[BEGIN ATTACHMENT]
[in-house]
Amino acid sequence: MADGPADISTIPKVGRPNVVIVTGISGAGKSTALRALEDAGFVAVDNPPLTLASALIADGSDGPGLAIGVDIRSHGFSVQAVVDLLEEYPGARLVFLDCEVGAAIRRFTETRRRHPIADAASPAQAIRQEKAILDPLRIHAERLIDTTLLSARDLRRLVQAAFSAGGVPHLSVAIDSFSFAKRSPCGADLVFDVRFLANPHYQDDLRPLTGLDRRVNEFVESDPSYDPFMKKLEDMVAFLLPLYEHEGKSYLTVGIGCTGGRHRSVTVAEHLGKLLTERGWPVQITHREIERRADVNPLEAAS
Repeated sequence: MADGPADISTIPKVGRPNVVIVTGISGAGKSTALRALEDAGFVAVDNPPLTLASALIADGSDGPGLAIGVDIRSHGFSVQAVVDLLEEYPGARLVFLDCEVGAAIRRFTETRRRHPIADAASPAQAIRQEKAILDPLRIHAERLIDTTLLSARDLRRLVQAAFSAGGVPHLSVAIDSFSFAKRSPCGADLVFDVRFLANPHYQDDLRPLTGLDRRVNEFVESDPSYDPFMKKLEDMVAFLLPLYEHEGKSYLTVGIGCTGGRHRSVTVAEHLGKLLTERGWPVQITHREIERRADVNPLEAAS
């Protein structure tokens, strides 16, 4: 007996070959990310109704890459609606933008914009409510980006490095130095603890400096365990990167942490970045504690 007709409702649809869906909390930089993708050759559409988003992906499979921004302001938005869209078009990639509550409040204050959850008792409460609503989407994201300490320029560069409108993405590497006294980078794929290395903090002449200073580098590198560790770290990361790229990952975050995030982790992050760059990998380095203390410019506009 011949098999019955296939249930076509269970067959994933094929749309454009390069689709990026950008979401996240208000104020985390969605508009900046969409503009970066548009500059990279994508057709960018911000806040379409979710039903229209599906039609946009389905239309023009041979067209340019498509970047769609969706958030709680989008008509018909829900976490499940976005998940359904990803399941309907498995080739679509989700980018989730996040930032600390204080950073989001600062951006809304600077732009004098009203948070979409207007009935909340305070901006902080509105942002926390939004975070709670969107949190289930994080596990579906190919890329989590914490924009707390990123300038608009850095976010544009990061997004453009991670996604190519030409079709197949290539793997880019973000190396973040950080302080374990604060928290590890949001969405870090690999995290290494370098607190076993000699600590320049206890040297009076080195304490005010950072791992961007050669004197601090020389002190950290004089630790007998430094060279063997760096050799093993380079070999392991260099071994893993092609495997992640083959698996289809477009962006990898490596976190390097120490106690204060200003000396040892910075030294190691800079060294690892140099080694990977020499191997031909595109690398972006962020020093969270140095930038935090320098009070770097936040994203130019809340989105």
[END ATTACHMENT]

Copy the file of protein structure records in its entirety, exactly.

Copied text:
[in-house]
Amino acid sequence: MADGPADISTIPKVGRPNVVIVTGISGAGKSTALRALEDAGFVAVDNPPLTLASALIADGSDGPGLAIGVDIRSHGFSVQAVVDLLEEYPGARLVFLDCEVGAAIRRFTETRRRHPIADAASPAQAIRQEKAILDPLRIHAERLIDTTLLSARDLRRLVQAAFSAGGVPHLSVAIDSFSFAKRSPCGADLVFDVRFLANPHYQDDLRPLTGLDRRVNEFVESDPSYDPFMKKLEDMVAFLLPLYEHEGKSYLTVGIGCTGGRHRSVTVAEHLGKLLTERGWPVQITHREIERRADVNPLEAAS
Repeated sequence: MADGPADISTIPKVGRPNVVIVTGISGAGKSTALRALEDAGFVAVDNPPLTLASALIADGSDGPGLAIGVDIRSHGFSVQAVVDLLEEYPGARLVFLDCEVGAAIRRFTETRRRHPIADAASPAQAIRQEKAILDPLRIHAERLIDTTLLSARDLRRLVQAAFSAGGVPHLSVAIDSFSFAKRSPCGADLVFDVRFLANPHYQDDLRPLTGLDRRVNEFVESDPSYDPFMKKLEDMVAFLLPLYEHEGKSYLTVGIGCTGGRHRSVTVAEHLGKLLTERGWPVQITHREIERRADVNPLEAAS
């Protein structure tokens, strides 16, 4: 007996070959990310109704890459609606933008914009409510980006490095130095603890400096365990990167942490970045504690 007709409702649809869906909390930089993708050759559409988003992906499979921004302001938005869209078009990639509550409040204050959850008792409460609503989407994201300490320029560069409108993405590497006294980078794929290395903090002449200073580098590198560790770290990361790229990952975050995030982790992050760059990998380095203390410019506009 011949098999019955296939249930076509269970067959994933094929749309454009390069689709990026950008979401996240208000104020985390969605508009900046969409503009970066548009500059990279994508057709960018911000806040379409979710039903229209599906039609946009389905239309023009041979067209340019498509970047769609969706958030709680989008008509018909829900976490499940976005998940359904990803399941309907498995080739679509989700980018989730996040930032600390204080950073989001600062951006809304600077732009004098009203948070979409207007009935909340305070901006902080509105942002926390939004975070709670969107949190289930994080596990579906190919890329989590914490924009707390990123300038608009850095976010544009990061997004453009991670996604190519030409079709197949290539793997880019973000190396973040950080302080374990604060928290590890949001969405870090690999995290290494370098607190076993000699600590320049206890040297009076080195304490005010950072791992961007050669004197601090020389002190950290004089630790007998430094060279063997760096050799093993380079070999392991260099071994893993092609495997992640083959698996289809477009962006990898490596976190390097120490106690204060200003000396040892910075030294190691800079060294690892140099080694990977020499191997031909595109690398972006962020020093969270140095930038935090320098009070770097936040994203130019809340989105």